It's that time of year, y'all.
There's a chill in the air that has us all thinking: Turkey Time! But while most people run to the local market to buy one in the frozen section, Mother Nature's grocery store is open for Thanksgiving - especially since this year, turkeys at the store are smaller and more expensive than ever. In fact, the price of turkeys for your dinner is up 20 percent year over year, according to the U.S. Department of Agriculture. Let's talk turkey, and why these wild birds are worth a closer look.
Yes, they can fly
They may not look pretty doing it, but unlike their domesticated counterparts, wild turkeys can indeed fly. Since they're heavy birds that spend most of their time on the ground foraging - and doing other strange things - it's easy to think they can't get lift-off. In fact, they're actually pretty fast in flight, achieving speeds up to 55 mph while staying low to the ground. They're able to fly up to lower tree branches to roost in at night to avoid predators, which they'll do at dusk while returning to ground at dawn. Wild turkeys have excellent eyesight in the daytime (3x that of humans) and can run fast, up to 12 miles an hour. They can swim, too, but don't do that too often if they can help it.
They don't just "gobble"
Turkeys are famous for their gobble (which sounds more like "ill-obble-obble-obble") but did you know it's only during mating season? Males (known as toms) gobble to lure females (known as hens) and let other males know they're around - and it can be heard up to a mile away! This is why males are also called "gobblers."
Turkeys aren't limited to gobbling, though; they'll also make a yelping noise ("keouk, keouk, keouk") to make contact with others, an alarm sound like "puttt," and "cluck" to call for assembly. Other noises include purrs, whines, and cackles. Females make a yelping sound rather than gobbling. Males also emit a drumming sound or an abrupt "spit" produced by an air sac in their chests. Another difference between males and females? Their poop! A male's is "J" shaped, a female's is spiral.
Some unique characteristics
One of the animal kingdom's most unusual and identifiable birds, wild turkeys are brilliantly colored, with red, white, and blue heads that can actually intensify in color when the bird gets excited. The tom displays iridescent feathers of red, purple, green, copper, and bronze, while like many animal species, the female is a more dull brown.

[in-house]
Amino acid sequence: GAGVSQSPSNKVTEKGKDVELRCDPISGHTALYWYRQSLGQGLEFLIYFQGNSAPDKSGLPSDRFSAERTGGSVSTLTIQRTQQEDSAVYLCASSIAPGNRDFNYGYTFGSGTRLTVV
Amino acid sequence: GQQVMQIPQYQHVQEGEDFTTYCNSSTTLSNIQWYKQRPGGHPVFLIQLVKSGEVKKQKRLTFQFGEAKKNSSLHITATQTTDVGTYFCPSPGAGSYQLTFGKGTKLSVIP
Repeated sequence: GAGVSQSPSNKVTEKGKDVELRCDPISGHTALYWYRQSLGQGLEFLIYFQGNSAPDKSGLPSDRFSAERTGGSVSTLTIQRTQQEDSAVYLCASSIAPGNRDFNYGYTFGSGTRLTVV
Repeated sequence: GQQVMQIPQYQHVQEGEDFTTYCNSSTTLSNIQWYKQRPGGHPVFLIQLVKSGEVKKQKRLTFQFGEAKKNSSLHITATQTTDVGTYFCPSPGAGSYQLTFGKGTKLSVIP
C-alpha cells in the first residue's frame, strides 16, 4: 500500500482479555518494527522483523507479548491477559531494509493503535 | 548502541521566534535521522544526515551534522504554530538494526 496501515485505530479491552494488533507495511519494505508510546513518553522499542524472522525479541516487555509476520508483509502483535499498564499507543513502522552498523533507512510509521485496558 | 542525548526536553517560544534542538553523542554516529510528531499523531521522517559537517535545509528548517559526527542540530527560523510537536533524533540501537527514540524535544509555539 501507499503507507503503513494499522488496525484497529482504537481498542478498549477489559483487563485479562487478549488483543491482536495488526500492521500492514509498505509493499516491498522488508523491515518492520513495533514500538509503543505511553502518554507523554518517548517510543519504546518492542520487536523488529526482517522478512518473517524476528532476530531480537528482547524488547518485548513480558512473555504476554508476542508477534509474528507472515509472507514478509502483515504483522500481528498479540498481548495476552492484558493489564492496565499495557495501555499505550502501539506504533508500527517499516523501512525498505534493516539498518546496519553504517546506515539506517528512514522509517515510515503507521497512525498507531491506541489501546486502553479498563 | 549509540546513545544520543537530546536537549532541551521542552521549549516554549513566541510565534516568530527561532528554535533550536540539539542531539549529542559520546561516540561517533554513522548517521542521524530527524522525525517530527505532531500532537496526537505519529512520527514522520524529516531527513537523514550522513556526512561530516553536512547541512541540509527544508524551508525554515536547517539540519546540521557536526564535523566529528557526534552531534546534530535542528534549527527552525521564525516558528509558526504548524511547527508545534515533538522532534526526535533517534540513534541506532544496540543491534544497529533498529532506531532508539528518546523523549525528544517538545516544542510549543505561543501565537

As foragers, you'd expect them to eat nuts, fruit and small insects. But they've also been known to consume small amphibians and reptiles! And if you have a farm (or even just a bird feeder), you might find them in your yard stuffing themselves with leftovers. They've been known to forage with squirrels and deer, helping each other look out for predators.
Ever wonder why we have "dark meat" and "white meat"? As most of us know, the muscles are different on wings, thighs and drumsticks, with more fat going to those areas that are used the most. It's a darker color thanks to the process of converting fat to energy, while meat on lesser-used areas like the breast is lighter in color. But in the mid-1800s, to avoid using "indecent" words like breast or leg, our prudish ancestors came up with the dark and light meat euphemisms to refer to those parts instead. Likewise the word "drumstick" instead of "leg." The more you know.
The five subspecies: Some subtle differences
Eastern wild turkey
The O.G. of wild turkeys is this one, found in abundance by settlers in the New World in areas like Jamestown and what's now New York. You'll find them as far south as northern Florida, as far west as Minnesota and Missouri, and up north well into Canada. These big birds can get up to four feet tall and are the most commonly hunted wild turkey. Though the first pilgrims may have hunted them as well, these birds were probably not at the first Thanksgiving - goose, ducks or pigeons were preferable at the time.
Merriam's wild turkey
Close in size to the Eastern, Merriam's has different coloration: black with purple, blue and bronze reflections, with white feathers on the lower back and tail edges. You'll find this turkey farther west, where it was historically fairly isolated from other turkey subspecies in Colorado, Arizona and New Mexico. It's been transplanted to states including California, Utah, Montana and Nebraska.
Rio Grande wild turkey
This subspecies has the largest population and widest range of any wild turkey, its numbers going from just 100,000 birds by 1920 to now estimates of 1 million thanks to better wildlife management. They have long legs thanks to their prairie habitat (from Texas to California and areas north).
Osceola wild turkey
Also known as the Florida wild turkey after the Seminole leader, some 80,000 to 100,000 of these birds are found in the Florida peninsula - and nowhere else in the world. They congregate in areas of swamps and forest edges. They're the smallest wild turkeys, weighing up to 18 pounds. They live alongside Eastern wild turkeys, but you can tell the difference by their size and feathers, which have less white on them and look generally darker.
Gould's wild turkey
This largest of the subspecies is found in Arizona and New Mexico and with numbers limited in the U.S., is heavily regulated. In the 1990s, 35 of them were brought from Mexico (where it is more abundant) and released in Arizona - now the population is large enough to allow hunting, as long as it isn't within Arizona's Chiricahua National Monument. The Gould's looks a bit like Merriam's, only with longer legs, bigger feet and the largest tail feathers of all the wild turkeys.
Gobble up more at our Wide Open Spaces Instagram!
Enjoy the outdoors?
Don't miss a story! Sign up for daily stories delivered to your inbox.